10. Another microfossil

    Found this in the micro matrix. I know I've seen one before, but I can't place it. I also wish I could get the matrix off it, but it's so thin.. Anywho, it's 0.5 cm at the widest.
  11. 26054-38060-1-SM.pdf Here is a paper by Itano and Lucas about a revision of Camyloprion Eastman, 1902 that includes new teeth found by Mark McKinzie in the Finis Shale member of the Jacksboro Limestone at Jacksboro's Lost Creek site.
  12. Arizona Pennsylvanian Coral

    The corals from the Pennsylvanian Naco Formation in Arizona have not been officially described partly because many are silicified and have lost internal details. Any idea what these corals are with central columns that are vertically striated? Their average length is 2 to 3 cm. I think that they look like Lophophyllidium. Thanks, John
  13. Mazon Creek ID

    An unknown I found at Braidwood, IL, Mazon Creek material. Forgot scale but about 2" wide and 1" long. It was in a marine area.
  14. Any idea what these silicified possible crinoids are? Are they even crinoids? They are from the Pennsylvanian Naco Formation from near Payson. The ones in the photos (both sides are shown) are from 0.8 to 1.5 cm wide. @crinus These two references might be of help. Anyone have access to the photos from these? Webster, G., & Olson, T. (1998). Nacocrinus elliotti, a New Pachylocrinid from the Naco Formation (Pennsylvanian, Desmoinesian) of Central Arizona. Journal of Paleontology, 72(3), 510-512. Webster, Gary; Elliott, David. (2004). New information on crinoids (Echinodermata) from the Pennsylvanian Naco Formation of central Arizona. The Mountain Geologist. 41. 77-86.
  15. Jacksboro Texas Plants

    I showed Jeffery P the Jacksboro spillway on his swing through Texas and it was my day to find plants in this otherwise marine site. At least I think that both are plants. First this piece with mm scale which I'm guessing could be Cordaites or Artisia pith. Edge view and close-up and other side Next this leaf which I think is one of the seed fern pinnules, also with mm scale other side end views and side views Does anyone agree and can you tell which of the seed ferns this could be?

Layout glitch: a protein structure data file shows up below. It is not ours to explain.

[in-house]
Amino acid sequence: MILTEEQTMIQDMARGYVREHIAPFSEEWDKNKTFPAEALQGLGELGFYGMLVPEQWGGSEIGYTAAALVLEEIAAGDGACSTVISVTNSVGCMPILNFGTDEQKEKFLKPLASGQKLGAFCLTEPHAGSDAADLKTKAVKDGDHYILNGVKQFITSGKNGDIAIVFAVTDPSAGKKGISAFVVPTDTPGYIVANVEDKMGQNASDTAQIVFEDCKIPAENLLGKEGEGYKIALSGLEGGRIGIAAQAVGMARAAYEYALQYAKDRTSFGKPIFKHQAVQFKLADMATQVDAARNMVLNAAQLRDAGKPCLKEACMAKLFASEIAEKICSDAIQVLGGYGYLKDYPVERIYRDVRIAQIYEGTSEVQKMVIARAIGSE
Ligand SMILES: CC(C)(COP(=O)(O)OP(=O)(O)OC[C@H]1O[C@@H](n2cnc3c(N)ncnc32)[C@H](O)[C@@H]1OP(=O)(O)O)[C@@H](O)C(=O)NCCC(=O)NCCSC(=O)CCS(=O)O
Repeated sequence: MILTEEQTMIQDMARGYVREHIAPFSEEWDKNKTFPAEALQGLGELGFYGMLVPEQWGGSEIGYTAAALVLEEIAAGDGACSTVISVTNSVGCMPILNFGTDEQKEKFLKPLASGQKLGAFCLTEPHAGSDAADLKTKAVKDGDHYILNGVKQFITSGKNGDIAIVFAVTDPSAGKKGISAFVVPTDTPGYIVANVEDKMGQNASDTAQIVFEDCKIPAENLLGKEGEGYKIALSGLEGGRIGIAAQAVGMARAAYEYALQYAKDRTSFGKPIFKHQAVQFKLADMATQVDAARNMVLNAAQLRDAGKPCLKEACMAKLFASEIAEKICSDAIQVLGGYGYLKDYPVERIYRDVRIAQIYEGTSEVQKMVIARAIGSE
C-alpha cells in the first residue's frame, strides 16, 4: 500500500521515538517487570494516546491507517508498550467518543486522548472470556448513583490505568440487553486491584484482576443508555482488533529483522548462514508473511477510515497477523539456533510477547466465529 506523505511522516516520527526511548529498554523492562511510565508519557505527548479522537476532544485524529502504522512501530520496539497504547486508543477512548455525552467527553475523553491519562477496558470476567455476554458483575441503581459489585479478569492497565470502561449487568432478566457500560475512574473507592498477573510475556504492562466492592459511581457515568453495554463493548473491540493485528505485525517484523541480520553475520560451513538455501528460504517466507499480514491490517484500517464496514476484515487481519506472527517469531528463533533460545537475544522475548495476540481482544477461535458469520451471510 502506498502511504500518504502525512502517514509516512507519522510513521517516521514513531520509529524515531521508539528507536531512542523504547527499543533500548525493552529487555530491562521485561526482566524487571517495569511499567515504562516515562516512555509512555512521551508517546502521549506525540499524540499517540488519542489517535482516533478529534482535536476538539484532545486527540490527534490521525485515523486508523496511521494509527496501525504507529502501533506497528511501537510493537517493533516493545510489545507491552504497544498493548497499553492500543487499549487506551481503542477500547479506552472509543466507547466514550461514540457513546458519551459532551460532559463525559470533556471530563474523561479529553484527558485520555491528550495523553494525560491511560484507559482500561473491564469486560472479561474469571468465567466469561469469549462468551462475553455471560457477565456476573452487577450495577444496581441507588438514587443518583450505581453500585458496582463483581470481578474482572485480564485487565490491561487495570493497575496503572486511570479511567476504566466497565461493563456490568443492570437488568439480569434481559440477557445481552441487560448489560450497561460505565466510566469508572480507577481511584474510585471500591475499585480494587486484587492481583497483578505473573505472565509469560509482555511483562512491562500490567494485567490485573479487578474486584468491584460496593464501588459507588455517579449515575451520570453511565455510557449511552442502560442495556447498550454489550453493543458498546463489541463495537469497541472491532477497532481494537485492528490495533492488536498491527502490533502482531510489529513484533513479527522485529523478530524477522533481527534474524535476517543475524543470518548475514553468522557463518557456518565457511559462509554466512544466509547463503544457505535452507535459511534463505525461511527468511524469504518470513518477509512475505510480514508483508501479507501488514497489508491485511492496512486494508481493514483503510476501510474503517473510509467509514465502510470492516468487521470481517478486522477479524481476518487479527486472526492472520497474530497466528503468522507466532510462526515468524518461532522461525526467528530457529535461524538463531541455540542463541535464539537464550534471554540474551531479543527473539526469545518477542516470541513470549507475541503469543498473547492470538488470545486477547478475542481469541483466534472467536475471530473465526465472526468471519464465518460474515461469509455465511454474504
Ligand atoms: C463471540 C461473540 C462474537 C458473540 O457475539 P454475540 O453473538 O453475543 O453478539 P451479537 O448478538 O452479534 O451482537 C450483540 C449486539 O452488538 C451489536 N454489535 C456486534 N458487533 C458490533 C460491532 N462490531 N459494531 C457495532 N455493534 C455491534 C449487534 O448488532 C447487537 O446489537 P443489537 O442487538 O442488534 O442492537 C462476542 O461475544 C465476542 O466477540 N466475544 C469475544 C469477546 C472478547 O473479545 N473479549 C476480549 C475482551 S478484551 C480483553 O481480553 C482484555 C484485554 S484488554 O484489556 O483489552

16. Edestus teeth

    From the album Sharks and fish

    The shark relative is genus of eugenodontia holocephalid from the Carboniferous-Pennsylvanian age Anna shale formation, Carbondale group, found in different Illinois coal mines. I dont know(yet)which mine these were found in. This unidentified species is of the "vorax-serratus- crenulatus-heinrichi" or "E. heinrichi group", with the teeth being more of a standard triangular shape, as opposed to being thinner and pointed at a forward angle as in the "E. minor" group http://www.thefossilforum.com/applications/core/interface/file/attachment.php?id=501751
  17. Crinoid Cup and Arms

    From the album Mineral Wells, Texas

  18. Crinoids

    From the album Mineral Wells, Texas

  19. Crinoid

    From the album Mineral Wells, Texas

  20. Crinoid in matrix

    From the album Mineral Wells, Texas

  21. Crinoid in matrix

    From the album Mineral Wells, Texas

  22. Trilobite

    From the album Mineral Wells, Texas

  23. Trilobite

  24. I was a lucky recipient of a wonderfully CRAPPY package from @Nimravis a couple of months ago. Now I need some educating. 1. The only recognizable inclusions in this coprolite are plant fragments, most of which appear to be woody debris. There is one relatively intact "leaf?" that may be recognizable to some of you experienced Mazon Creek folks. My educated guess is it is from a lycopod. Can anyone confirm this. From what I have read, the only herbivores large enough to have produced a mass of this size are Arthropleura, the giant millipede arthropods. How exciting is that!?! 2. This one looks like some sort of stem fragment. Would this be from a lycopod as well?